Warren Buffett Stops By ESPN Radio
"I hope somebody comes very close," said Warren Buffett, followed by a light chuckle from the billionaire investor.
The Oracle of Omaha joined ESPN's Mike & Mike In The Morning show on Wednesday to discuss the $1 Billion Bracket Challenge.
The Berkshire Hathaway (NYSE: BRK-A) CEO said he was talking with a broker in Texas when the idea of a perfect bracket challenge came up. Dan Gilbert, President and CEO of Quicken Loans, jumped at the idea after meeting with Buffett in Detroit while he was in town in November.
"I made a calculation and a premium of what I thought the odds were. I had a guy at Berkshire make his own calculation," said Buffett, speaking on the odds of winning the challenge. "We were in the same ballpark, but it was a pretty big ballpark."
According to a press release from January, any qualified entrant who correctly enters the contest and predicts the winners of every game in the tournament will share the total $1 billion prize paid in 40 annual installments of $25 million. Alternatively, the winner(s) may elect to receive an immediate $500 million lump sum payment or share in that lump sum payment if there is more than one perfect bracket submitted.
Co-host Mike Greenberg asked Buffett that, if someone had a perfect bracket going into the NCAA Final Four, would the investor consider buying out that person. "...if Quicken gave me the go-ahead, I can be negotiated," he answered. "I'd be sitting there sweating."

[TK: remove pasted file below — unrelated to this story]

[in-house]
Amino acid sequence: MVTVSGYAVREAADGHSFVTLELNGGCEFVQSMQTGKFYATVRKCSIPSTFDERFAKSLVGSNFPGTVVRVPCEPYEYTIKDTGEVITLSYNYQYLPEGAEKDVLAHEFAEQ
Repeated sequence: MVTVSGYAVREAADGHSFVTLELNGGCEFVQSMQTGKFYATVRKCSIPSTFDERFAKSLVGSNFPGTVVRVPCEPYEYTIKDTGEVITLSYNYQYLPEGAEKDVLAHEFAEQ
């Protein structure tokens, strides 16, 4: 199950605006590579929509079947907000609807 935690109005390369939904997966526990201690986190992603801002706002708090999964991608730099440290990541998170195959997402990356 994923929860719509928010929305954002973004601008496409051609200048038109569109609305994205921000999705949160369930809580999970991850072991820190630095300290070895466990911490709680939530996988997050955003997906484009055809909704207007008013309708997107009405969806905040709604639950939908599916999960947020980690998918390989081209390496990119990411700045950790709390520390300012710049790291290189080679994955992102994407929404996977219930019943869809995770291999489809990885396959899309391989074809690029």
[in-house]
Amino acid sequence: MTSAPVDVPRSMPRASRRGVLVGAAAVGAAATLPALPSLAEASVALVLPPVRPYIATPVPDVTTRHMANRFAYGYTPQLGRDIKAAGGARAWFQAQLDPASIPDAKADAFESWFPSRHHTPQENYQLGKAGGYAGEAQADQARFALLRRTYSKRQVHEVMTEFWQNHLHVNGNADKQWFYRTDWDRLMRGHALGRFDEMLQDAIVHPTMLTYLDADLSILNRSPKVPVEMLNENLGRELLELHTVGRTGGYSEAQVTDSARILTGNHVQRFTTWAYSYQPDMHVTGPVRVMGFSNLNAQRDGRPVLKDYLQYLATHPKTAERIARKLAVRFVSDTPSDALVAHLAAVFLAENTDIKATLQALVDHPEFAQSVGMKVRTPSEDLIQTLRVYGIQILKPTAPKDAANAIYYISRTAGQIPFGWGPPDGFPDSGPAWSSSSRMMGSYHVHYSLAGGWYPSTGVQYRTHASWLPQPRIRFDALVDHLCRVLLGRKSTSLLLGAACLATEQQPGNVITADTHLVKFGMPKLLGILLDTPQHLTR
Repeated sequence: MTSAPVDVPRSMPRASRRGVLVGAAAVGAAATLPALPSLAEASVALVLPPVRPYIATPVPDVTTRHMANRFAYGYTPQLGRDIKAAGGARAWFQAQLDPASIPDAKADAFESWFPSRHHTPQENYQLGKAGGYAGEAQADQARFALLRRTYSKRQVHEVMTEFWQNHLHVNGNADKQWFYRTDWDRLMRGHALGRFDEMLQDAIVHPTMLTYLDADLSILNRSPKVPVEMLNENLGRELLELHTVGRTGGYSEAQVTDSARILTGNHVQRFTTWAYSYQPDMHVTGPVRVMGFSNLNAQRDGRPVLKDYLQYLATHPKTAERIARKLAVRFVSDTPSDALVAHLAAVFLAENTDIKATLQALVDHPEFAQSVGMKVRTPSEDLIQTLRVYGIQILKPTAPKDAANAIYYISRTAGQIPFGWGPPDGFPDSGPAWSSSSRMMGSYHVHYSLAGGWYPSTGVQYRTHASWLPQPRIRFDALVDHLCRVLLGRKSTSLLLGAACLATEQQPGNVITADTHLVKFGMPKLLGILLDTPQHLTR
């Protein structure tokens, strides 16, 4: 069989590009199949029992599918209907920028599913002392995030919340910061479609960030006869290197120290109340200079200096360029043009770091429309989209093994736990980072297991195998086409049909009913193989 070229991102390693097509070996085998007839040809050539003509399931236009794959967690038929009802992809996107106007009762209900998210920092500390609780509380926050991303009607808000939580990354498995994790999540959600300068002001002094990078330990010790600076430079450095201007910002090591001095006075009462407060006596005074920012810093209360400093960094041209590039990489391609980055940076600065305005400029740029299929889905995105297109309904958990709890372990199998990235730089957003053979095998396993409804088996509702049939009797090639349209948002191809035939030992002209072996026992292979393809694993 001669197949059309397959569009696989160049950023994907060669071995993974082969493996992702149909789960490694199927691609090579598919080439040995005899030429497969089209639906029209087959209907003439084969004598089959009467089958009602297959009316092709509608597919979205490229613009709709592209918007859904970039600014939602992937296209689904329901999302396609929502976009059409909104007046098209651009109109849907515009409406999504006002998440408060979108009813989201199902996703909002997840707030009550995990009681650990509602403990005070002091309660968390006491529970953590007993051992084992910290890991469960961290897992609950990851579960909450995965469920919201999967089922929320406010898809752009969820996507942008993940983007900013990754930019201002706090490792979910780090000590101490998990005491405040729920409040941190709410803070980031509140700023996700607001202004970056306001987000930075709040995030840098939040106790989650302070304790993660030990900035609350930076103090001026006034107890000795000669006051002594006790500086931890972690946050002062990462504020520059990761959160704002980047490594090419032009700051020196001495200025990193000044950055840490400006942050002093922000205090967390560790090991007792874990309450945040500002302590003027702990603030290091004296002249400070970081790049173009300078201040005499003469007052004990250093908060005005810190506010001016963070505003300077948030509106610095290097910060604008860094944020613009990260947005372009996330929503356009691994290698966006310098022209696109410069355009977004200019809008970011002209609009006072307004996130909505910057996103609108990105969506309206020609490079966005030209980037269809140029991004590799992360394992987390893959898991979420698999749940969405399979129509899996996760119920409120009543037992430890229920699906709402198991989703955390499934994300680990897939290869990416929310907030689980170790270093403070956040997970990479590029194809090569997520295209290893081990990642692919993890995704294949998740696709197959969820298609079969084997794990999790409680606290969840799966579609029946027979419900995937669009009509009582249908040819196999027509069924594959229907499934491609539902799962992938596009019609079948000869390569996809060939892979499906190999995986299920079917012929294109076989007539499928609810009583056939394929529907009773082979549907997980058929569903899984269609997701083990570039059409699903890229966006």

In addition to the prize, Quicken Loans will award $100,000 each to the contest's 20 most accurate ‘imperfect' brackets submitted by qualified entrants in the contest to use toward buying, refinancing or remodeling a home.
Buffett also spoke on other sports topics, mentioning Lebron James as one of the smartest athletes he's come in contact with. He also said the oft-criticized Ndamukong Suh (an alumni of the University of Nebraska) is a good guy who is a little misunderstood.
Buffett said he has the right temperament for being in the business he is, saying that you have to keep your head when others are "exceedingly enthusiastic or exceedingly depressed."
"I found what I love to do very early (7 or 8-years old) and then I had some great teachers," said Buffett. "I'm in a game with no hand-eye coordination; you can play the game all your life."
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